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Germany

After the thaw, Germany braces itself for flooding

Rising temperatures have triggered flood warnings in many regions of Germany. The German Weather Service is anxiously watching river levels, as meteorologists also warn of heavy rainfall.

The river Moselle at Trier

Residents in Trier are watching water levels on the Moselle

After weeks of snow and ice, rising temperatures are causing a widespread thaw in Germany. That combined with heavy rain showers means many German rivers have swollen dramatically in the last couple of days. Now a number of regions are bracing themselves for flooding.

Along the Moselle River in western Germany, riverside streets in several small towns and villages were already under water. Emergency services prepared aluminum flood walls and boardwalks in anticipation of further flooding.

In Koblenz, where the Moselle flows into the Rhine, officials said they feared the combination of high water levels in both rivers might lead to the city's worst floods in 10 years.

Meanwhile in Cologne, the Rhine is continuing to rise. Authorities are predicting that by Sunday the water will reach a level of 8 meters (26 feet). That would already mean the flooding of a number of basements. If the water level rises above 8.3 meters all river traffic will be halted. On Friday morning the water level in Cologne was at 3.86 meters, and rising.

Further up the Rhine in Duesseldorf, they are also watching the water gauge closely.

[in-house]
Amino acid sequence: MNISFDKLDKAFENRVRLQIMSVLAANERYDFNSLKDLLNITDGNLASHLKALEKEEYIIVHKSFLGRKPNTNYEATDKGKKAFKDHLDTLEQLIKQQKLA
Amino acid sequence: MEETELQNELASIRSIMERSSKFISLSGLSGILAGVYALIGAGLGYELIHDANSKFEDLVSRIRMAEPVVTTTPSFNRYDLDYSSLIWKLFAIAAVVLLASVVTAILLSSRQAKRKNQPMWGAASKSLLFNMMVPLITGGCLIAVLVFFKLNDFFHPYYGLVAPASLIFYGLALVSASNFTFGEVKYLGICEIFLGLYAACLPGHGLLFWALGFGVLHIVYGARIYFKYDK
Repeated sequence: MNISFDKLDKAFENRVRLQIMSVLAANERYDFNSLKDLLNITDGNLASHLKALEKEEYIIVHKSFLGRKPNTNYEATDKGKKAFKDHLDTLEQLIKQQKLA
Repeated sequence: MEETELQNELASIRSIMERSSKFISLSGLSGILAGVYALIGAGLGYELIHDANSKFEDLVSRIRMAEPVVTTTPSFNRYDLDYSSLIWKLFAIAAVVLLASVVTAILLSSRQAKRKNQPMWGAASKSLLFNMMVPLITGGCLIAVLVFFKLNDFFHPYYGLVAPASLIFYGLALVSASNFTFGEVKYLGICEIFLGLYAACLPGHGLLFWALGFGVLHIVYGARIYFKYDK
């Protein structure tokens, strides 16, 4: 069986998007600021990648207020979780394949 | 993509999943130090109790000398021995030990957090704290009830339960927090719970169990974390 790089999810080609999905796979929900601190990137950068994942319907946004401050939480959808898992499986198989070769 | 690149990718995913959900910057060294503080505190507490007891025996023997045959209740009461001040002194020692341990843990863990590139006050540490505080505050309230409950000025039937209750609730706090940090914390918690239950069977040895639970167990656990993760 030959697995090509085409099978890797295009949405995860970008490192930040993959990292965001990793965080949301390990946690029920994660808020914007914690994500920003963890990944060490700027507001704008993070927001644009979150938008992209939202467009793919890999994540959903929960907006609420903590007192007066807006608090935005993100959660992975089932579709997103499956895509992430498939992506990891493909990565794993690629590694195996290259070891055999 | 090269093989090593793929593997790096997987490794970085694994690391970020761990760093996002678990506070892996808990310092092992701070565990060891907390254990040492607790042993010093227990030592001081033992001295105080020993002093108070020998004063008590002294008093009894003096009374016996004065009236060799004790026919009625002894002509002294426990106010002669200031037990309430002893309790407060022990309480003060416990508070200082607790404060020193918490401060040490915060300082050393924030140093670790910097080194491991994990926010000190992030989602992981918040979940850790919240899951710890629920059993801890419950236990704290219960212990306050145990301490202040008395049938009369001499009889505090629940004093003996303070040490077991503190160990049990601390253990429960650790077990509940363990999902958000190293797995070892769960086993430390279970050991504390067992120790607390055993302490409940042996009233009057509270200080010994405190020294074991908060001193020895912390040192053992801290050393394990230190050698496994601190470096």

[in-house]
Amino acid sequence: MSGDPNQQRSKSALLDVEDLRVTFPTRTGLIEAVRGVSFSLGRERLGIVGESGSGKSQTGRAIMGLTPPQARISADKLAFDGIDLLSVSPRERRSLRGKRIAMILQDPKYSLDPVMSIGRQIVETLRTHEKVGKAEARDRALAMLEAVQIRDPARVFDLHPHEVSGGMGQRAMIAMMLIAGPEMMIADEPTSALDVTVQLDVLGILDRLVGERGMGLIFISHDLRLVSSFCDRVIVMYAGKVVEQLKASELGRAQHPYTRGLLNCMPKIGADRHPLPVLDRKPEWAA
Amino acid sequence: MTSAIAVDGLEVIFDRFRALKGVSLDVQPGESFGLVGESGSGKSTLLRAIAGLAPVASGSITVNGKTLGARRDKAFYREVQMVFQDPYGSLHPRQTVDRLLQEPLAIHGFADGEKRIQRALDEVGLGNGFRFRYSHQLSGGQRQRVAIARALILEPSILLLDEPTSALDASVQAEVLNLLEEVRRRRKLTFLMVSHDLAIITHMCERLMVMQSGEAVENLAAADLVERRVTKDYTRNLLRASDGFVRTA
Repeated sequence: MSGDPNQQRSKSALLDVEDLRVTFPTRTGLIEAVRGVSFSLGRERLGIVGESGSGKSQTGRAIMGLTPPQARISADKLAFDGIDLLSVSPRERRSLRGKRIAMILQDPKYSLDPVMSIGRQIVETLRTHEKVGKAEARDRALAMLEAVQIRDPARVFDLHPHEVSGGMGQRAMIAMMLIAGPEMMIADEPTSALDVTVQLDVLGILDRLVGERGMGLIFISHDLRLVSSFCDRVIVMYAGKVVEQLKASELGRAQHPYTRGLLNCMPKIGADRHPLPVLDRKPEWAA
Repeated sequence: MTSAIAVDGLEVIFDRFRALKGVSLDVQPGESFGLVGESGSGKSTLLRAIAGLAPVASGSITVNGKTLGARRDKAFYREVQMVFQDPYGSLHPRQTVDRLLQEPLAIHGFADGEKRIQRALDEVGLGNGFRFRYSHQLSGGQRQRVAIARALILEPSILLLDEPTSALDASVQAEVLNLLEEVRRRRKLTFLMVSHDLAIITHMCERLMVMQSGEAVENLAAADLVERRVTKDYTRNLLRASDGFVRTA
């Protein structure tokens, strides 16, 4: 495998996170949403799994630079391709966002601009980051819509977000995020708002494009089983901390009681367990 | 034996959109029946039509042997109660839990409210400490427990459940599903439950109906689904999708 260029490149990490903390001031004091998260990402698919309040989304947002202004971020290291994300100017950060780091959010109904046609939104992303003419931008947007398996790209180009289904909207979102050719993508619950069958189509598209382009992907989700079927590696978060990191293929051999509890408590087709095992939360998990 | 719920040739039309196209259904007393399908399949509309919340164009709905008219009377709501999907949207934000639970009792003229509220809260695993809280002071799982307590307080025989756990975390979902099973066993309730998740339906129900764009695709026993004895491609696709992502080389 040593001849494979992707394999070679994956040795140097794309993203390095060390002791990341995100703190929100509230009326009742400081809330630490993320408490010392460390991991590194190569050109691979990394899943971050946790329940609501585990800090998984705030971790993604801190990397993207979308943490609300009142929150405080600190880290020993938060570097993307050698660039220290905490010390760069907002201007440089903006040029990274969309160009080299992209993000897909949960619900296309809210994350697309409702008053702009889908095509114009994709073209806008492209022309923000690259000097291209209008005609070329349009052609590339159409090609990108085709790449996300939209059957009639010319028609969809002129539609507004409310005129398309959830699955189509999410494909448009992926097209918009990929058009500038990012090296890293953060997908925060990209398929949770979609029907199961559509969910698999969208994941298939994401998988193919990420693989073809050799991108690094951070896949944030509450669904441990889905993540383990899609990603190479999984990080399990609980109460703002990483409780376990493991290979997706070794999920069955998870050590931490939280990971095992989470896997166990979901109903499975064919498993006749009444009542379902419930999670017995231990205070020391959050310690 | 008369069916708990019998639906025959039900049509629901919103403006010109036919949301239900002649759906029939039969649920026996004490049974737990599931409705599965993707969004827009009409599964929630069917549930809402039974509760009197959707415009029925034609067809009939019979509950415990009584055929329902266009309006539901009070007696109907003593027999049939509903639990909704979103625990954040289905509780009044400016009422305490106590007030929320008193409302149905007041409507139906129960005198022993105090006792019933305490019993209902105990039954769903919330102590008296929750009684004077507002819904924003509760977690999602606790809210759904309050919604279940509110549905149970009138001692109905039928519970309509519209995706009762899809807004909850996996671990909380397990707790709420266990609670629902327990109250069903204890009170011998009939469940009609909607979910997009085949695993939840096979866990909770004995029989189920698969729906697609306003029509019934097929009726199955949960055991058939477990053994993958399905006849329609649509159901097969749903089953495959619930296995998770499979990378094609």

"If water levels threaten to rise to around 8 meters, we will start to implement protection measures in the old town," a spokesman said. However, he added that the water had not yet reached a critical level.

Warnings issued

Flooding on the river Oder

Water levels rose in eastern Germany earlier in the week

The German Weather Service has issued flood warnings for parts of the western, southern and central states of Baden-Wuerttemberg, Bavaria, Rhineland Palatinate, North Rhine-Westphalia, Hesse and Thuringia.

In the central state of Hesse a number of streets near the riverbanks were already under water. A spokesperson for the German Weather Service said "temperatures will continue to increase, causing the potentially dangerous thaw."

Meteorologists are also expecting heavy rainfall in the region. However the rivers Main and Lahn had not yet breached their banks.

Between the western towns of Saarbruecken and Mainz parts of the railway line were also flooded, causing delays for train travelers. Roads were closed in some areas, because of the threat from floodwaters.

In Saxony, rivers are said to be rising around two or three times as high as the usual rate. The regional flooding center is predicting that flooding alerts will be upgraded over the course of Friday.

Author: Joanna Impey (AP, dpa)
Editor: Martin Kuebler

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